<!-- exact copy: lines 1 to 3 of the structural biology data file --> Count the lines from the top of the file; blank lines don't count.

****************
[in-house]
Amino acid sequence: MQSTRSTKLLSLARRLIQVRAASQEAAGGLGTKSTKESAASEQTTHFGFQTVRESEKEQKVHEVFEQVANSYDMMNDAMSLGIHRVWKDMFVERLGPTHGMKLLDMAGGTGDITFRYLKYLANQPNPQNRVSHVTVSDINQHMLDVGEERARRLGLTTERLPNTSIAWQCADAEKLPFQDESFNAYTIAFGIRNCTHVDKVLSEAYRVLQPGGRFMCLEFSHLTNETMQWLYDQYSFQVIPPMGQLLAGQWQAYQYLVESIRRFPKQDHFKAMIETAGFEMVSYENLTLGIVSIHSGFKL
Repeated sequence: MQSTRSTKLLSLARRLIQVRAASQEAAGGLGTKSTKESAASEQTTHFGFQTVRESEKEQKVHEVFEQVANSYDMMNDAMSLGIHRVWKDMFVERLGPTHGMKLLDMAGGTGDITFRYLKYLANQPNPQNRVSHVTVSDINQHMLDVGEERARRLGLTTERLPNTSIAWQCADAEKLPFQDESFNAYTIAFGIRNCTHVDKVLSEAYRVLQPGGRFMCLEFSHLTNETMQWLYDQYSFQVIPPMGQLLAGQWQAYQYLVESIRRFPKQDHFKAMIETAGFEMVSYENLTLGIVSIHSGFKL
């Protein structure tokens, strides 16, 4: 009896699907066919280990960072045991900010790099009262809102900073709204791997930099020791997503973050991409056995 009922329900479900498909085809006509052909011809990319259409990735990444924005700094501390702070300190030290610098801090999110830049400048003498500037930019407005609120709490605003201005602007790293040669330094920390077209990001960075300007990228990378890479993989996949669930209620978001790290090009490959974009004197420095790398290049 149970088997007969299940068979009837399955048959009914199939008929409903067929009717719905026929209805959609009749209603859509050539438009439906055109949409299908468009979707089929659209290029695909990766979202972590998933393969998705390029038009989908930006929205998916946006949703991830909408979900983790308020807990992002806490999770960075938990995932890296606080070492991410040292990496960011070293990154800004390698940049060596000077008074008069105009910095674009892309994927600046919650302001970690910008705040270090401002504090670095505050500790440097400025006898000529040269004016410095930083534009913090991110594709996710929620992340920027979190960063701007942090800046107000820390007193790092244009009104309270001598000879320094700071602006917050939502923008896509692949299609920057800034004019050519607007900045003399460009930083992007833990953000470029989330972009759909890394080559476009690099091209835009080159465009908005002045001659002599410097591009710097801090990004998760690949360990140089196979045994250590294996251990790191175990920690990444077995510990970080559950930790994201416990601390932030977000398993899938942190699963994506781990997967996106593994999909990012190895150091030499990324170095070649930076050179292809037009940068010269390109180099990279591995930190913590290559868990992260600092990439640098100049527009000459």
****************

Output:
[in-house]
Amino acid sequence: MQSTRSTKLLSLARRLIQVRAASQEAAGGLGTKSTKESAASEQTTHFGFQTVRESEKEQKVHEVFEQVANSYDMMNDAMSLGIHRVWKDMFVERLGPTHGMKLLDMAGGTGDITFRYLKYLANQPNPQNRVSHVTVSDINQHMLDVGEERARRLGLTTERLPNTSIAWQCADAEKLPFQDESFNAYTIAFGIRNCTHVDKVLSEAYRVLQPGGRFMCLEFSHLTNETMQWLYDQYSFQVIPPMGQLLAGQWQAYQYLVESIRRFPKQDHFKAMIETAGFEMVSYENLTLGIVSIHSGFKL
Repeated sequence: MQSTRSTKLLSLARRLIQVRAASQEAAGGLGTKSTKESAASEQTTHFGFQTVRESEKEQKVHEVFEQVANSYDMMNDAMSLGIHRVWKDMFVERLGPTHGMKLLDMAGGTGDITFRYLKYLANQPNPQNRVSHVTVSDINQHMLDVGEERARRLGLTTERLPNTSIAWQCADAEKLPFQDESFNAYTIAFGIRNCTHVDKVLSEAYRVLQPGGRFMCLEFSHLTNETMQWLYDQYSFQVIPPMGQLLAGQWQAYQYLVESIRRFPKQDHFKAMIETAGFEMVSYENLTLGIVSIHSGFKL